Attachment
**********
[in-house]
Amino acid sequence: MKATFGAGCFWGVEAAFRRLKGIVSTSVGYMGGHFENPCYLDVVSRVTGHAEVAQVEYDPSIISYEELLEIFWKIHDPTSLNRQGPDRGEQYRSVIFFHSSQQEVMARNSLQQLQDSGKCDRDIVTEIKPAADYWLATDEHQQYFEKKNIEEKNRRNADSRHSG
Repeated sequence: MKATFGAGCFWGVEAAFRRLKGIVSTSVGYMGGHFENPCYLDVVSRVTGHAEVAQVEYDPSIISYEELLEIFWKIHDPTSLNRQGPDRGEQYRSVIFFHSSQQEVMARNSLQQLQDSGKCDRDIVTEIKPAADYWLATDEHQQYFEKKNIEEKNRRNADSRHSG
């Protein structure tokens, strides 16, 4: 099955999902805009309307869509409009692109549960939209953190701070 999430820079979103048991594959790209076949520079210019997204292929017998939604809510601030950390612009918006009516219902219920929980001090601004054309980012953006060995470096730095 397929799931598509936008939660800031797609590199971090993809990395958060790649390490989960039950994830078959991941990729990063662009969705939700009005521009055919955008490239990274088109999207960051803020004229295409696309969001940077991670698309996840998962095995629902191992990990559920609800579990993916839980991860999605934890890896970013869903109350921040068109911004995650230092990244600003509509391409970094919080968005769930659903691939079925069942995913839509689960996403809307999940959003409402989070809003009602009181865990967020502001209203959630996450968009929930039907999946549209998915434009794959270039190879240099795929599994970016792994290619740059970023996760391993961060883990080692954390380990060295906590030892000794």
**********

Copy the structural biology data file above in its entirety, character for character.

[in-house]
Amino acid sequence: MKATFGAGCFWGVEAAFRRLKGIVSTSVGYMGGHFENPCYLDVVSRVTGHAEVAQVEYDPSIISYEELLEIFWKIHDPTSLNRQGPDRGEQYRSVIFFHSSQQEVMARNSLQQLQDSGKCDRDIVTEIKPAADYWLATDEHQQYFEKKNIEEKNRRNADSRHSG
Repeated sequence: MKATFGAGCFWGVEAAFRRLKGIVSTSVGYMGGHFENPCYLDVVSRVTGHAEVAQVEYDPSIISYEELLEIFWKIHDPTSLNRQGPDRGEQYRSVIFFHSSQQEVMARNSLQQLQDSGKCDRDIVTEIKPAADYWLATDEHQQYFEKKNIEEKNRRNADSRHSG
């Protein structure tokens, strides 16, 4: 099955999902805009309307869509409009692109549960939209953190701070 999430820079979103048991594959790209076949520079210019997204292929017998939604809510601030950390612009918006009516219902219920929980001090601004054309980012953006060995470096730095 397929799931598509936008939660800031797609590199971090993809990395958060790649390490989960039950994830078959991941990729990063662009969705939700009005521009055919955008490239990274088109999207960051803020004229295409696309969001940077991670698309996840998962095995629902191992990990559920609800579990993916839980991860999605934890890896970013869903109350921040068109911004995650230092990244600003509509391409970094919080968005769930659903691939079925069942995913839509689960996403809307999940959003409402989070809003009602009181865990967020502001209203959630996450968009929930039907999946549209998915434009794959270039190879240099795929599994970016792994290619740059970023996760391993961060883990080692954390380990060295906590030892000794």